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Hello all,

I recently purchased an automatic Seiko dive watch :)-!), with the 7s26 caliber. I am just curious to know, what is the reputation of this particular movement among watch and Seiko enthusiasts? is it considered accurate and durable? or not?

:thanks in advance for any and all answers!
 

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I'm pretty new to Seiko automatics, just got a SKX025 about a week or two ago. From what I've read, there's the old 7S26A and the newer 7S26B versions available, the B version being introduced either in late 2006 or eearly 2007. The 7S26 movement is supposedly pretty rugged and reliable, but has can be pretty inaccurate (up to 30 sec off by some reports), but the B version has improved on this.

In my short time with my watch (apparently a "B" watch, but not sure), it's actually been a little slow. I haven't counted the seconds, but in the past week, I've lost about a minute. Most seem to be fast a little.

Anyway, does anybody know if there are any simple ways to regulate the accuracy of this watch by position (ie, crown down, up, face up, etc)?
 

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Most believe the A was transitioned to the B movement in most models late 2006, early 2007. I've read that the serial number on the back of the watch indicates the month and year the watch was made-- the first number (eg, 7) indicates the year (though it doesn't distinguish between 1997 vs 2007), and the second letter is the month (3 = March).

Anyway, I tried comparing the accuracy of my watch to my Timex digital for the first time. I left it dial up on the bedstand, and after 6-7 hours overnight, my watch was fast by 2 seconds. However, after wearing it for the past 8 hours or so, it's actually now ahead by less than 2 seconds. Has anybody else experiences that wearing it slows down the movement?
 

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The movement type is displayed by viewing thru the seethru back. Mine both say 7S26B, not sure if the A's will say 7S26A or just 7S26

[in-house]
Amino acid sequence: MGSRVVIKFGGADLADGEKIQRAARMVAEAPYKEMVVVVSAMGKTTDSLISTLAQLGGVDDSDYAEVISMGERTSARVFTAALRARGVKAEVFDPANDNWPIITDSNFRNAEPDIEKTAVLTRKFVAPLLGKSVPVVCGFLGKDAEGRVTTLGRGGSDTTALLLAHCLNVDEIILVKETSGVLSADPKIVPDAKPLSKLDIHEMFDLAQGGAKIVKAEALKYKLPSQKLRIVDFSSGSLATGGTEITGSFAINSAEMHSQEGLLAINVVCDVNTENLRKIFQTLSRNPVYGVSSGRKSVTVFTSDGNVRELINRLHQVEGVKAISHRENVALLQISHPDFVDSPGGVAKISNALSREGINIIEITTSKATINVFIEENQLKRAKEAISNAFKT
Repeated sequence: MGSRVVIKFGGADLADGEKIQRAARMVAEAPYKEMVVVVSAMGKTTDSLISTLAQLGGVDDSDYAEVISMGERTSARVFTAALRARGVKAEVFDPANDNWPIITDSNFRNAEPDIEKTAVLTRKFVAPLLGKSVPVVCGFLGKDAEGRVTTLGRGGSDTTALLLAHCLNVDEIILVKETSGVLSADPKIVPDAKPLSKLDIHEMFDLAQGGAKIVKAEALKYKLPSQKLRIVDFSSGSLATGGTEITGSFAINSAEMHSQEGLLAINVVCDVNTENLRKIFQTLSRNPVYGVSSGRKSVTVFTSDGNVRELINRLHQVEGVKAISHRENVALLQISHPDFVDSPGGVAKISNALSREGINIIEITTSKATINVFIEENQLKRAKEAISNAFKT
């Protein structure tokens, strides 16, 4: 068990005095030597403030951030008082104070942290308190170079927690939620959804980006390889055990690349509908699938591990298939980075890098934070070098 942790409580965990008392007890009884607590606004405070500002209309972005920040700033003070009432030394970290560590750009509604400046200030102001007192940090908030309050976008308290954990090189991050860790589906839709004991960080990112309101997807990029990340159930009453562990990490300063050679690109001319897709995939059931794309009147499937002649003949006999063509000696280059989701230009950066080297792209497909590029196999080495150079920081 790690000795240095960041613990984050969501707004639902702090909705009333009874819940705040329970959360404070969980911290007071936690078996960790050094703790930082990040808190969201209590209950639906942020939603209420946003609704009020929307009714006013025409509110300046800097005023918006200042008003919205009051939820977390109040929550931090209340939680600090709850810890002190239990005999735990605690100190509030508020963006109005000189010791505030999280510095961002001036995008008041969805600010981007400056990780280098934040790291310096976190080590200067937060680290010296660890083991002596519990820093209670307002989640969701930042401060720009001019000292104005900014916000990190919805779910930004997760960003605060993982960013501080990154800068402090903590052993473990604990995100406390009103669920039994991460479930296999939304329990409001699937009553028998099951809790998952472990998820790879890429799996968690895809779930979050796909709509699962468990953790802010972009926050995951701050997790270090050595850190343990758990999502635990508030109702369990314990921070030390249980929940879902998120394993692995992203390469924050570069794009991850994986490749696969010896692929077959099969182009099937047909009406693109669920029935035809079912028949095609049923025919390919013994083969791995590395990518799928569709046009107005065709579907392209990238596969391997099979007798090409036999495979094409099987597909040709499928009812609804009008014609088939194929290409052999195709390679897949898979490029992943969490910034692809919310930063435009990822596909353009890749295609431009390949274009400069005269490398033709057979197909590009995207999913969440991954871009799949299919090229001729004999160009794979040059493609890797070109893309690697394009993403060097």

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7s26 movement is currently the cheapest automatic movement from Seiko. It is fully or almost fully machine made. No hacking and handwind but design is rugged and durable. Accuracy is not very consistent but if you are lucky to get a more accurate one and keep the watch almost fully wind, eg wearing 10hrs everyday, the accuracy can be as good as +/-5s/day or even better. The accuracy seems to get worst if you let it unwind for more than 12hrs based on most feedback.
 

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hacking? not familiar with the term...
A "hacking" movement stops the seconds hand when the crown is pulled out to adjust the hours / minutes hands. This allows accurate setting of the time "to the second", think of those old war films where the heroes synchronised watches before going out on a mission...

Non-hacking movements (7S26) do not stop the seconds hand from running, effectively limiting how accurate they can be set BUT you can sometimes stop the seconds hand from running by applying "back presssure" to the crown and stem if the power reserve is running low.
 

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Accuracy is not very consistent but if you are lucky to get a more accurate one and keep the watch almost fully wind, eg wearing 10hrs everyday, the accuracy can be as good as +/-5s/day or even better. The accuracy seems to get worst if you let it unwind for more than 12hrs based on most feedback.
is this true?
 

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cnthwz,
Just wanna ask, do you take turns to wear your autos to keep them going and going rather than let them sit and stop? And of cox, set it when you wanna wear it?
I just interested to know becox I foresee my second auto is coming in soon.
 
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